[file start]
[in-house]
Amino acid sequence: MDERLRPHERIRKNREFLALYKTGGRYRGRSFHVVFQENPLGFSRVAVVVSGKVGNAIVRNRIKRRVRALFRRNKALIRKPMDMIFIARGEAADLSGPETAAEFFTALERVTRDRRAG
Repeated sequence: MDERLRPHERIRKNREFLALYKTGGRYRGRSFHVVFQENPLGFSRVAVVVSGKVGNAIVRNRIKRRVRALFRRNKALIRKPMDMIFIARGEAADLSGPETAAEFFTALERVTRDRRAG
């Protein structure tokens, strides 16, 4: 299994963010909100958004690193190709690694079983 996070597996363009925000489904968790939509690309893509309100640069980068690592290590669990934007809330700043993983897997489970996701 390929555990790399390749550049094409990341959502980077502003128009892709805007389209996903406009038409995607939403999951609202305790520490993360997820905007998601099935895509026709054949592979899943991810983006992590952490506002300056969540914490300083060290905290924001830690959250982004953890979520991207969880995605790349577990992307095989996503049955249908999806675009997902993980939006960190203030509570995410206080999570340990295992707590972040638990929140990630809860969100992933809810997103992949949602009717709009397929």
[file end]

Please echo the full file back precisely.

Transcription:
[in-house]
Amino acid sequence: MDERLRPHERIRKNREFLALYKTGGRYRGRSFHVVFQENPLGFSRVAVVVSGKVGNAIVRNRIKRRVRALFRRNKALIRKPMDMIFIARGEAADLSGPETAAEFFTALERVTRDRRAG
Repeated sequence: MDERLRPHERIRKNREFLALYKTGGRYRGRSFHVVFQENPLGFSRVAVVVSGKVGNAIVRNRIKRRVRALFRRNKALIRKPMDMIFIARGEAADLSGPETAAEFFTALERVTRDRRAG
């Protein structure tokens, strides 16, 4: 299994963010909100958004690193190709690694079983 996070597996363009925000489904968790939509690309893509309100640069980068690592290590669990934007809330700043993983897997489970996701 390929555990790399390749550049094409990341959502980077502003128009892709805007389209996903406009038409995607939403999951609202305790520490993360997820905007998601099935895509026709054949592979899943991810983006992590952490506002300056969540914490300083060290905290924001830690959250982004953890979520991207969880995605790349577990992307095989996503049955249908999806675009997902993980939006960190203030509570995410206080999570340990295992707590972040638990929140990630809860969100992933809810997103992949949602009717709009397929």